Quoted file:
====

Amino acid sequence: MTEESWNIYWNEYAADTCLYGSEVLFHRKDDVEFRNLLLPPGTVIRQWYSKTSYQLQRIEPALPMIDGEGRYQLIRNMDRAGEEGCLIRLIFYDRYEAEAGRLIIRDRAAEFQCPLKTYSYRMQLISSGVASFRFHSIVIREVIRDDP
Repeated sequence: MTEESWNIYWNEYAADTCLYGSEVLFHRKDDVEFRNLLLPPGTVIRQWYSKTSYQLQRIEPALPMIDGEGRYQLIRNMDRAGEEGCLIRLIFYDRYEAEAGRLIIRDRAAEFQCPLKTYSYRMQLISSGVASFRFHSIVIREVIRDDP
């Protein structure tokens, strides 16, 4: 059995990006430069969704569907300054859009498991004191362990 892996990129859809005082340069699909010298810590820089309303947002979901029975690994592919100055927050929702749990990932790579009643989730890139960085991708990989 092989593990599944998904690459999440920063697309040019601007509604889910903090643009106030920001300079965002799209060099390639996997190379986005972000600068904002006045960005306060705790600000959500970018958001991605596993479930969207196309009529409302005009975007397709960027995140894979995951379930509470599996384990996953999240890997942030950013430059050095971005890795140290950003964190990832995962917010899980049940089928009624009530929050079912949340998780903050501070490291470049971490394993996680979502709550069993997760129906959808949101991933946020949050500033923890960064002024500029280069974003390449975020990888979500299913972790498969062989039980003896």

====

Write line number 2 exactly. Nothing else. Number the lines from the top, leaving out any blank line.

Repeated sequence: MTEESWNIYWNEYAADTCLYGSEVLFHRKDDVEFRNLLLPPGTVIRQWYSKTSYQLQRIEPALPMIDGEGRYQLIRNMDRAGEEGCLIRLIFYDRYEAEAGRLIIRDRAAEFQCPLKTYSYRMQLISSGVASFRFHSIVIREVIRDDP